Undrafted defenseman Conor Allen played three seasons for UMass-Amherst from 2010-13 after spending the 2009-10 season with the Sioux Falls Stampede of the USHL.
The Chicago native’s strong and steady defensive play in Hockey East must have made a strong impression on the Rangers, who signed Allen at the completion of his junior season in 2012-13. He had had his best offensive campaign that year, scoring five goals and 19 points in 33 games while proving to be an invaluable defensive stalwart.
He was a virtual unknown to Rangers fans heading into 2013-14 training camp, but incoming coach Alain Vigneault was impressed by the rookie. Allen would eventually become the last cut on defense following the Rangers’ preseason. The only reason Justin Falk was selected by Vigneault over the impressive Allen was because he would have preferred the then-23-year-old got regular playing time in his first season as a pro.
Allen was assigned to Hartford, where he would continue his natural progression. He continued to play sound defense, and it came somewhat easy to him, being a strong skater and a smart player.
He scored 31 points in 72 games for Hartford and will undoubtedly be in consideration for a roster spot come September. The only issue is that Ryan McDonagh, Marc Staal and John Moore are all proven NHL talents who, like Allen, shoot left. Vigneault is a stickler when it comes to keeping defensemen on their strong sides.
Unless there is a trade or an injury, it will be tough for Allen to nab a roster spot. But it certainly won’t be for a lack of talent. Allen, now 24, is ready. We’ll just have to wait and see what training camp brings.
A possible late-round gem, Jesper Fast was selected in the sixth round (157th overall) in the 2010 NHL entry draft.
A member of HV71’s U-20 team in 2009-10, Fast finished second on the team in points with 49 and appeared in two matches with the senior squad, which plays in the Elitserien—Sweden’s top hockey league.
Fast proved in 2010-11 that he could be a useful pro, scoring 16 points in 36 games as an 18-year-old. The following season he showed even more promise, scoring 16 points in 21 games before his season ended early due to injury.
After signing a contract with the Rangers after the 2011-12 season, Fast went on to have his best season in his native Sweden in 2012-13. In 47 games, the right winger scored 18 goals and 35 points and earned a plus-13 rating.
At the conclusion of the SEL season, Fast joined the Rangers briefly before being assigned to Hartford, for whom he would score one goal in one game before being injured.
After an impressive showing in training camp last fall, Fast made the Rangers' opening night roster and played in the first game of the season. After being scratched for the next two, Fast returned in the fourth, and eventually played eight in total before being reassigned to Hartford in late October.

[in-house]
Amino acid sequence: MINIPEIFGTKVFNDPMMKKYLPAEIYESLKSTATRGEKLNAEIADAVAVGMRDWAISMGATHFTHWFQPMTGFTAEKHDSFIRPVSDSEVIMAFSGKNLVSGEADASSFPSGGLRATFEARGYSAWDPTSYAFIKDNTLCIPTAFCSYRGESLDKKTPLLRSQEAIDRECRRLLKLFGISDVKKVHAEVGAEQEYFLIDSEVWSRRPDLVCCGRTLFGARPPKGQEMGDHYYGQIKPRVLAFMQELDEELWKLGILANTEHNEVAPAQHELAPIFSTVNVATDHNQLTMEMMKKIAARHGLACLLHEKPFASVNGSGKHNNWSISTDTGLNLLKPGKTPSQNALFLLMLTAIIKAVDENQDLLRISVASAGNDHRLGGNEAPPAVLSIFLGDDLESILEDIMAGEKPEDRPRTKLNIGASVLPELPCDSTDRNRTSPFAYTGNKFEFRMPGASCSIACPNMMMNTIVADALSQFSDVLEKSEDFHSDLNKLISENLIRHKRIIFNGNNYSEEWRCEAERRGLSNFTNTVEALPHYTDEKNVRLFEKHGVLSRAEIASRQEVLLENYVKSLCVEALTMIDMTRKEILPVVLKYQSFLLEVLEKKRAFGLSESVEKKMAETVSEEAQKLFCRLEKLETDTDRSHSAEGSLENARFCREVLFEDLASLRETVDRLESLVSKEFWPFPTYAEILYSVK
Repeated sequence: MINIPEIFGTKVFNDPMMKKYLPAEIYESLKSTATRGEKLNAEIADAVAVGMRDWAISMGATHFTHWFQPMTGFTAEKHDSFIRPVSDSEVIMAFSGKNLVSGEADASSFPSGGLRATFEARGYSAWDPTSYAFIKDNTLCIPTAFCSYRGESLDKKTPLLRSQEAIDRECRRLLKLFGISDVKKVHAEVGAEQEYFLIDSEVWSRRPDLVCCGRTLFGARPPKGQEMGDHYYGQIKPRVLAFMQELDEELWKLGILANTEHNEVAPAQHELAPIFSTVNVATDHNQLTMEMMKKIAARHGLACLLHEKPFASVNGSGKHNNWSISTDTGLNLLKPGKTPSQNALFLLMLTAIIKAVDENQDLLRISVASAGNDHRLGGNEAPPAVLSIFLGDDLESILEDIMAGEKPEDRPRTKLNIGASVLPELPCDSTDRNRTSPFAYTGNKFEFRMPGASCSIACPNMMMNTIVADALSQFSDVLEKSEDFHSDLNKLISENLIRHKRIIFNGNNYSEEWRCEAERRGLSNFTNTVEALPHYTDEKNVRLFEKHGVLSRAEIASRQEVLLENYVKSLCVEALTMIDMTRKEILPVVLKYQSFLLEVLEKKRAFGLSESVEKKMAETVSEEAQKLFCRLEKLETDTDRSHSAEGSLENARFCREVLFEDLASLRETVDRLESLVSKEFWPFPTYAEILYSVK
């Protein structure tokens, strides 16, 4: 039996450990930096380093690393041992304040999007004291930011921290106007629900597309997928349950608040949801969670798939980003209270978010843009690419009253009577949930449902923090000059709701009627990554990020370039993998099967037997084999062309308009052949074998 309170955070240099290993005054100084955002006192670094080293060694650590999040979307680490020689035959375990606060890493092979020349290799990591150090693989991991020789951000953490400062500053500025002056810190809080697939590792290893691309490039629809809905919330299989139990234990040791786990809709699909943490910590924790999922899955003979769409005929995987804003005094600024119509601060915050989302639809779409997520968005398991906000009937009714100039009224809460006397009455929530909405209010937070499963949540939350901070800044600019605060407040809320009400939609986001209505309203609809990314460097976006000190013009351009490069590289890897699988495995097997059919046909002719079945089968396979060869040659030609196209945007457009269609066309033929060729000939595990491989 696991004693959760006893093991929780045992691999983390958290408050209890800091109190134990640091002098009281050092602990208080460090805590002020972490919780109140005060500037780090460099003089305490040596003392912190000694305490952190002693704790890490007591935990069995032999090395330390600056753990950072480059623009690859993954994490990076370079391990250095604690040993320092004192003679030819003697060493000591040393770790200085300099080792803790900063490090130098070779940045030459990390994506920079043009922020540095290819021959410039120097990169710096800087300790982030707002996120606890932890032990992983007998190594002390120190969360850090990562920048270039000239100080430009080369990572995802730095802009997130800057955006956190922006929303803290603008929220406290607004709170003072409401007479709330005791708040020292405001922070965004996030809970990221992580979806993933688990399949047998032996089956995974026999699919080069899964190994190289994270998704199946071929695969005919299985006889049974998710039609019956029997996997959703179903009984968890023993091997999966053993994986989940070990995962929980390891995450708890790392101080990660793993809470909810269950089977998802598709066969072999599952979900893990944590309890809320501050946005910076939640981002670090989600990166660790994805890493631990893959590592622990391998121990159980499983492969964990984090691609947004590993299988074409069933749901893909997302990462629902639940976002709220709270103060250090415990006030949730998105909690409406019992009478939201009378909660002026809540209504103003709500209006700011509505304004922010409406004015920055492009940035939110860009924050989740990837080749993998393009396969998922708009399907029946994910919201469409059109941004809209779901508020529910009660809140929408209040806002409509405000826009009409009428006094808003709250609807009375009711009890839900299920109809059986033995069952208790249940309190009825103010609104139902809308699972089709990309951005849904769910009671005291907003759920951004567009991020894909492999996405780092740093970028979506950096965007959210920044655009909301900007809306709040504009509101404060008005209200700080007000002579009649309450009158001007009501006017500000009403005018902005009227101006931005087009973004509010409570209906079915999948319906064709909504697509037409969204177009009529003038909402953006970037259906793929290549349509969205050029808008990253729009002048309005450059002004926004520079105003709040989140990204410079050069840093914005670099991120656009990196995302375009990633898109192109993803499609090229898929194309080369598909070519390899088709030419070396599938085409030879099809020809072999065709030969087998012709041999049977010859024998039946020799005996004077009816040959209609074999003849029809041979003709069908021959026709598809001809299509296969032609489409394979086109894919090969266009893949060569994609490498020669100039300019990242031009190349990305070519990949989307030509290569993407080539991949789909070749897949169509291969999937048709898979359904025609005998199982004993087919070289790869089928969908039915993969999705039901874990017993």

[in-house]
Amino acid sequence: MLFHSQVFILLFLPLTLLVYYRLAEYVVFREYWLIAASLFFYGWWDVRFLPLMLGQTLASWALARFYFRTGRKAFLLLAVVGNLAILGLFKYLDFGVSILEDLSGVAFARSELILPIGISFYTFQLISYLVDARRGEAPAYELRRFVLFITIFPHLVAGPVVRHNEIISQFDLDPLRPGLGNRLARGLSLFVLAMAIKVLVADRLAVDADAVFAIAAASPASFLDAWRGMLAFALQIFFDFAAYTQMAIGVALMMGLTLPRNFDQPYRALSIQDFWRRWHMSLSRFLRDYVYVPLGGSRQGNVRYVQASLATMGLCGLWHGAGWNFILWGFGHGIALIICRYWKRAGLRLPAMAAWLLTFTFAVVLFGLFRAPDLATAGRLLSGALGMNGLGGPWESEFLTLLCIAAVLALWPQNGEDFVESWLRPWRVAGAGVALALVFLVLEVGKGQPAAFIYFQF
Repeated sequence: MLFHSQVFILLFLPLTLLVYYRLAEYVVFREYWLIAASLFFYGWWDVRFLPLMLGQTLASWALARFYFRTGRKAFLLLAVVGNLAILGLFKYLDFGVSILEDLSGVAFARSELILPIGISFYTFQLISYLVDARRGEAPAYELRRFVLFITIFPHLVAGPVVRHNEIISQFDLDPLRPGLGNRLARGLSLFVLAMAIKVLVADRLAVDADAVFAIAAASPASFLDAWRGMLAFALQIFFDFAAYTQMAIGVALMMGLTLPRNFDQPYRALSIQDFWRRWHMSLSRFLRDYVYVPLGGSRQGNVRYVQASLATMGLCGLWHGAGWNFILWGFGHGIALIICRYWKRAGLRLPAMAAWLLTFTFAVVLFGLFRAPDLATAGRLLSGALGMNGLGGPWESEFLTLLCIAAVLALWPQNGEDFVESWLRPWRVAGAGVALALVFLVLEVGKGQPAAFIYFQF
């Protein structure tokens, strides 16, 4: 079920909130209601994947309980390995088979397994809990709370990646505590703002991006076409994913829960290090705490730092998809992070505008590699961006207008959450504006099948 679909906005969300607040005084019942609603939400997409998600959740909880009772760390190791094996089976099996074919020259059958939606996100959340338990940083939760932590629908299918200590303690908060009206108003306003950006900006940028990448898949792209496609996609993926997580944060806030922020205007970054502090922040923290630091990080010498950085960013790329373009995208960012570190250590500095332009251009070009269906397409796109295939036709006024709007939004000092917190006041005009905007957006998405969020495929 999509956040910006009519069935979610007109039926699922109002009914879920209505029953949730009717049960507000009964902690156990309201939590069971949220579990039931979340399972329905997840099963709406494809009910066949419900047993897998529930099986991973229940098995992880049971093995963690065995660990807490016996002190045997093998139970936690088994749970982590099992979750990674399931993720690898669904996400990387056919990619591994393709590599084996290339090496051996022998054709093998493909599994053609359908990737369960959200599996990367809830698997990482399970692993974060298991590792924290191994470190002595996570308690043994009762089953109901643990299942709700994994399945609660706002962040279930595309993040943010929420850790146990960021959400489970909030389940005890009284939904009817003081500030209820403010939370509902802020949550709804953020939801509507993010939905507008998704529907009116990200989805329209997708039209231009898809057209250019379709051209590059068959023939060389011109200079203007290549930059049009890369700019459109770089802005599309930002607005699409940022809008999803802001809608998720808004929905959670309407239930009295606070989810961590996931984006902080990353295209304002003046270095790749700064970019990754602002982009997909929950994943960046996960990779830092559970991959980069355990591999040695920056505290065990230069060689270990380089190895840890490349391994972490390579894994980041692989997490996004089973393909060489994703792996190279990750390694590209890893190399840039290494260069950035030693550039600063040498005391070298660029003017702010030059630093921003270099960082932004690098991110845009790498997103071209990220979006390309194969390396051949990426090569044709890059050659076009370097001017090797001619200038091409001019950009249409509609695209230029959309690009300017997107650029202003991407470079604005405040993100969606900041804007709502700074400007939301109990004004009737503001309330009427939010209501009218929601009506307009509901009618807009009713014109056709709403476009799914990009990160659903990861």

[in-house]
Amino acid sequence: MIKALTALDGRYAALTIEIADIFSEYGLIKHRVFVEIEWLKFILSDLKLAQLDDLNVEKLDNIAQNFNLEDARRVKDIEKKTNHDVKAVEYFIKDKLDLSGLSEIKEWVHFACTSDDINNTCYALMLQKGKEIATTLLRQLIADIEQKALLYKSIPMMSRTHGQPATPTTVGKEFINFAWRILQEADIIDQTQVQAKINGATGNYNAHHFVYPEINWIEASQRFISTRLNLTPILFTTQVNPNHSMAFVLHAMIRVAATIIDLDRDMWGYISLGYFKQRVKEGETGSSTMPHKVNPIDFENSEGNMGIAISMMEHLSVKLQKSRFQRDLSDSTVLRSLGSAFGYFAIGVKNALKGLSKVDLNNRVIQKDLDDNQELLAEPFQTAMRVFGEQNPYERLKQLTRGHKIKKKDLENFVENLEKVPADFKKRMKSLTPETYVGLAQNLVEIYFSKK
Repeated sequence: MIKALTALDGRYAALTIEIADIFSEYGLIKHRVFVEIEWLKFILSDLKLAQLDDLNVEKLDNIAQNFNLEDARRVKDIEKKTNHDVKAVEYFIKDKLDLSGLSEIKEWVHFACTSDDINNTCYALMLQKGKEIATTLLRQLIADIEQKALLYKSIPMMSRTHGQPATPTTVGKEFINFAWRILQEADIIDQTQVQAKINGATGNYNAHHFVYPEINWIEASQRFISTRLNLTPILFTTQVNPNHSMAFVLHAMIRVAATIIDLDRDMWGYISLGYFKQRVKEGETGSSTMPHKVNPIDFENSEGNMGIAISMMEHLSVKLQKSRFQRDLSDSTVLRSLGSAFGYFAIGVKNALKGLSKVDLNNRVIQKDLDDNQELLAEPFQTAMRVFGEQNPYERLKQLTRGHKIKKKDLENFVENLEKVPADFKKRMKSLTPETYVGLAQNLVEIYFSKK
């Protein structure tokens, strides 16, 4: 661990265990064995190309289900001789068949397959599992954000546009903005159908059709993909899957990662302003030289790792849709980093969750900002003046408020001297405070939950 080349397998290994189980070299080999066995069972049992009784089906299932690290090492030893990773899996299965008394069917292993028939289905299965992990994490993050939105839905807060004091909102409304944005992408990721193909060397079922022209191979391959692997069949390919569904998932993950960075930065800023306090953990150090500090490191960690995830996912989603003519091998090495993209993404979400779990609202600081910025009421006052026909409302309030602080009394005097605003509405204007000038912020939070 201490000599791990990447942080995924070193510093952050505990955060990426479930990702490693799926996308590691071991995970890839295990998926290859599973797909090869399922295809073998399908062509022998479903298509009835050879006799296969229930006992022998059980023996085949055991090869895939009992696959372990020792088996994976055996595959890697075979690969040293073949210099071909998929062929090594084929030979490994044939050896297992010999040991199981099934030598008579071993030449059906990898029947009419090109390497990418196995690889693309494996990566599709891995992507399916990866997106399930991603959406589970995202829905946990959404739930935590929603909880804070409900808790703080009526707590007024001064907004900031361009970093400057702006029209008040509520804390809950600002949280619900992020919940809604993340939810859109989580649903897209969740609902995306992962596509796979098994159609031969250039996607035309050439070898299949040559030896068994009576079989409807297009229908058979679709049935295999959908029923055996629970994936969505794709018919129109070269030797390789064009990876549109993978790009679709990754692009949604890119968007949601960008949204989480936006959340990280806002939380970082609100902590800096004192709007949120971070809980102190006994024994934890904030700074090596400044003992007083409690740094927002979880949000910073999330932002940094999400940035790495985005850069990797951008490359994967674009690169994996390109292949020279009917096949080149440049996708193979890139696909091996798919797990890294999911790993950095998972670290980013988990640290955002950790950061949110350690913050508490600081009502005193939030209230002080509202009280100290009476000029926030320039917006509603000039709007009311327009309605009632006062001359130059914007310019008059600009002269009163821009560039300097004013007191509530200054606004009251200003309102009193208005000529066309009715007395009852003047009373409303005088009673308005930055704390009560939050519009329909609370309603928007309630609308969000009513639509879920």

He’d return in April for a three-game stint and remain with the Rangers throughout the playoffs, seeing three games of action—two against the Flyers in Round 1 and one against the Penguins in Round 2.
During the regular season, Fast didn’t register a single point in 11 games. In the three playoff games he registered just one assist.
But all in all—and maybe it’s my own opinion—Fast, now 22, was always impressive. Very smooth and almost tricky, he was always in good position and defended really well in the neutral zone. He’s certainly not big (6’0”, 185 pounds, which is a bit generous if you ask me) but he’s very smart and can skate well.
He’s never going to be a point machine, but with time he will be a serviceable third-liner with second-line potential. With the loss of four forwards this offseason, Fast will get a solid look again and could definitely make the senior squad.
Originally a second-round choice of the Phoenix Coyotes in 2010, Oscar Lindberg was acquired by the Rangers in 2011 for prospect Ethan Werek.
The deal has since been considered a victory for the Rangers, as Werek has struggled in the AHL since the trade while Lindberg has impressed.
In the season immediately following the trade, Lindberg was disappointing in the Swedish Elitserien, scoring just 12 points in 51 games. But the following season—2012-13—Lindberg took his game to the next level.
After scoring 17 goals and 42 points in 55 regular-season games, Lindberg scored 12 points in 13 playoff games, carrying his Skelleftea AIK side to the finals, where his team would lose despite Lindberg being named playoff MVP.
Lindberg attended Rangers camp last fall and played well, but the Rangers simply had too many centers for Lindberg to be a viable option to make the team. He was assigned to Hartford, where, after starting slowly, he scored 44 points in 75 games, which was second best on the team.
He appeared in zero games for the Rangers, but now with the departure of Brad Richards and Brian Boyle, the organization will look to the system to promote a center.
If he is good enough he makes the team. Simple as that. His two-way game is his best attribute and he has some offensive flare; sounds ideal for a third-line center.
His biggest competition will be J.T. Miller, who I believe is better suited as a winger. Regardless, of the players on this list, Lindberg has the best shot of making the team, simply because its makeup favors him right now.